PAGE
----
Choline on the Brain? A Guide to Choline in Chronic Fatigue Syndrome
http://phoenixrising.me/research-2/the-brain-in-chronic-fatigue-syndrome-mecfs/choline-on-the-brain-a-guide-to-choline-in-chronic-fatigue-syndrome-by-cort-johnson-aug-2005
Discuss the article on the Forums.

Anyone tried Galantamine for Vagus Stimulation?

Discussion in 'General Treatment' started by energyoverload, Apr 3, 2015.

  1. energyoverload

    energyoverload Senior Member

    Messages:
    155
    Likes:
    137
    London
    Has anyone tried the drug galantamine to stimulate function of the Vagus Nerve. It acts as a cholinesterase inhibitor and also nAChR7 agonist. The latter may provide protection against inflammation in rodent sepsis models. It could certainly slow the heart some, as a side effect can be bradycardia so this may benefit POTS/OI.
     
  2. energyoverload

    energyoverload Senior Member

    Messages:
    155
    Likes:
    137
    London
    Wow no one yet!
     
  3. sillysocks84

    sillysocks84 Senior Member

    Messages:
    445
    Likes:
    346
    I haven't heard of it yet. I'm also really new to this disease and forum. I hope someone else will post their insight on this. Sounds like an exciting possibility anyways, after everything that has been tried hopefully something could be of help :)
     
  4. sillysocks84

    sillysocks84 Senior Member

    Messages:
    445
    Likes:
    346
    Psychiatry Investig. 2009 Sep;6(3):204-10. doi: 10.4306/pi.2009.6.3.204. Epub 2009 Jun 23.
    The effects of galantamine hydrobromide treatment on dehydroepiandrosterone sulfate and cortisol levels in patients with chronic fatigue syndrome.
    Turan T1, Izgi HB, Ozsoy S, Tanrıverdi F, Basturk M, Asdemir A, Beşirli A, Esel E, Sofuoglu S.
    Author information

    Abstract
    OBJECTIVE:
    Mental fatigue, cognitive disorders, and sleep disturbances seen in chronic fatigue syndrome (CFS) may be attributed to cholinergic deficit. A functional deficiency of cholinergic neurotransmission may cause the hypothalamic-pituitary-adrenal axis hypoactivity seen in CFS. Therefore, we investigated the alterations in stress hormones such as cortisol and dehydroepiandrosterone sulfate (DHEAS) in CFS patients before and after 4-week administration of galantamine hydrobromide, a selective acetylcholinesterase inhibitor, and aimed to investigate whether there are any relationships between the probable hormonal changes and cholinergic treatment.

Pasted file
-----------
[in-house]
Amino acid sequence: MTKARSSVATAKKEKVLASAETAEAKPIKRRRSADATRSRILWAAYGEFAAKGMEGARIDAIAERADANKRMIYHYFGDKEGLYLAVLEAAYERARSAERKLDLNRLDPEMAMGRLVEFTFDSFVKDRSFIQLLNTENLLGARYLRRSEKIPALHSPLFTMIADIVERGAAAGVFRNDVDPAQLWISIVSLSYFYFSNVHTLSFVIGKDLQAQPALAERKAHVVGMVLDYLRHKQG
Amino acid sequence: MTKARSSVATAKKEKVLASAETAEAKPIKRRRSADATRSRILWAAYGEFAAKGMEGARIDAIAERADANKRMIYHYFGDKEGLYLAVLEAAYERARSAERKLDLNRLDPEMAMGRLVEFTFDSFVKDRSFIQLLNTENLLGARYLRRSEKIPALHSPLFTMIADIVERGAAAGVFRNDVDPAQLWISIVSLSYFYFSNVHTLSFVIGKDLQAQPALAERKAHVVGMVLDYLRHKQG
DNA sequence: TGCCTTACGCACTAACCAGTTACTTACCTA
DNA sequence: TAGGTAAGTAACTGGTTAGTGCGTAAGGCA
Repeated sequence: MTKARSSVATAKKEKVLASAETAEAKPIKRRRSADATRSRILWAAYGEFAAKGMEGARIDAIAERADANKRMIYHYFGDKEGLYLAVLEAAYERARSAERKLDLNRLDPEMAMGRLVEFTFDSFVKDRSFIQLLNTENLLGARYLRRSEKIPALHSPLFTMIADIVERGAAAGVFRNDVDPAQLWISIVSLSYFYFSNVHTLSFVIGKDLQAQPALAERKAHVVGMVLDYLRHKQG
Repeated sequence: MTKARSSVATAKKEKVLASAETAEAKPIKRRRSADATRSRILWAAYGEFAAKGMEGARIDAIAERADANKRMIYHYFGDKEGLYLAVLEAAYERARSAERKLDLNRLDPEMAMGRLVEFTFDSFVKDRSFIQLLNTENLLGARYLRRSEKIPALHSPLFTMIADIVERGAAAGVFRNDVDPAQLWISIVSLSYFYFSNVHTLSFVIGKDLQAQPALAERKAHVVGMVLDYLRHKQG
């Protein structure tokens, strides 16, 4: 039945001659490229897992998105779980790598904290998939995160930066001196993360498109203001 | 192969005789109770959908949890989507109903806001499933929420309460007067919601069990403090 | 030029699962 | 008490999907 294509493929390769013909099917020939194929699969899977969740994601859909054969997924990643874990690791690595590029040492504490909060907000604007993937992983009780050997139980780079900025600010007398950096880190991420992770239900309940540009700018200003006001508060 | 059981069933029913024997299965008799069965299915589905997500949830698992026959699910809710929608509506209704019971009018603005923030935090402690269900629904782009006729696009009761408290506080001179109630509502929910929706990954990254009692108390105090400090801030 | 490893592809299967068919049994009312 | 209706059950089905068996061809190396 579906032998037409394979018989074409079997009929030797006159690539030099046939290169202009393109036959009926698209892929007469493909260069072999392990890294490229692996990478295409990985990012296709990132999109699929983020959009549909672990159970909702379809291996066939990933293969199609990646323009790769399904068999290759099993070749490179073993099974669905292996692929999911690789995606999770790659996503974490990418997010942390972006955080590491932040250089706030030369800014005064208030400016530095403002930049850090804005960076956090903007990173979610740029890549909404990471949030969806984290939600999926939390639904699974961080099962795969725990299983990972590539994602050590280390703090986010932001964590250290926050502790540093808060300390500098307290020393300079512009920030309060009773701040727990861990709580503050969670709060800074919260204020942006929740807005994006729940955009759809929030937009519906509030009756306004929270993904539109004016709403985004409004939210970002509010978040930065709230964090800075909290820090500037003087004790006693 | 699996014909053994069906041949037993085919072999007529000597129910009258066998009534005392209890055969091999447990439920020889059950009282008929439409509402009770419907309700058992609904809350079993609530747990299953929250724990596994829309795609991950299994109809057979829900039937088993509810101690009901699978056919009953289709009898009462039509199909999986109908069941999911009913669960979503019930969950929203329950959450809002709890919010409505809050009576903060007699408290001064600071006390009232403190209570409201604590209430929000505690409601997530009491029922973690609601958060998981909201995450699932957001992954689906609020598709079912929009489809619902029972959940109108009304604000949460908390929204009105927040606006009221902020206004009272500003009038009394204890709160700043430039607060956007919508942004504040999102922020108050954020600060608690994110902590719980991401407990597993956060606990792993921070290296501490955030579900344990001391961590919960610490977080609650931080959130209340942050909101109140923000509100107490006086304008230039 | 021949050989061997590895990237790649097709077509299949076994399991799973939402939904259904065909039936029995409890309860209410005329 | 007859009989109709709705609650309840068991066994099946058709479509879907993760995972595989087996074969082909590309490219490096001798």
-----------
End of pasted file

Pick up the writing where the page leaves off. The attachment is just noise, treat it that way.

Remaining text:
METHODS:
    Basal levels of cortisol and DHEAS were measured in 29 untreated CFS patients who were diagnosed according to Centers for Disease Control (CDC) criteria and in 20 healthy controls. In the patient group, four weeks after 8 mg/d galantamine hydrobromide treatment, cortisol and DHEAS levels were measured again. After the treatment 22 patients who stayed in study were divided into two subgroups as responders and nonresponders according to the reduction in their Newcastle Research Group ME/CFS Score Card (NRG) scores.

    RESULTS:
    Important findings of this study are lower pre-and post-treatment cortisol levels and in all CFS patients compared to controls (F=4.129, p=0.049; F=4.803, p=0.035, respectively); higher basal DHEAS values and higher DHEAS/cortisol molar ratios which were normalized following four weeks' treatment with 8 mg/d galantamine hydrobromide in the treatment-respondent group (F=5.382, p=0.029; F=5.722, p=0.025, respectively).

    CONCLUSION:
    The findings of the decrease in basal DHEAS levels and DHEAS/cortisol molar ratios normalizing with galantamine treatment may give some support to the cholinergic deficit hypothesis in CFS.

    KEYWORDS:
    Chronic fatigue syndrome; Cortisol; Dehydroepiandrosterone sulfate; Galantamine hydrobromide
     
  5. sillysocks84

    sillysocks84 Senior Member

    Messages:
    445
    Likes:
    346
    @energyoverload I find the above study intriguing because my DHEA is low. This article seems to indicate that galantamine treatment may normalize the DHEA levels. Also low levels of DHEA can cause aching joints, fatigue, muscle weakness and low sex drive.
     
  6. energyoverload

    energyoverload Senior Member

    Messages:
    155
    Likes:
    137
    London
    Also interesting is Galantamine agonises nAChR7 which has demonstrated anti-inflammatory effects in rodent models of sepsis, and is believed to stimulate the Vagus nerve - which may be one mechanism by which it can reduce production of pro-inflammatory cytokines.

    Sine groups have found chemical stimulation of vagus nerve can exhibit similar results to that of Electrical vagus nerve stimulators on vagal tone, cytokine response etc.

    nAChR7 agonism is a potential target for sepsis attenuation also.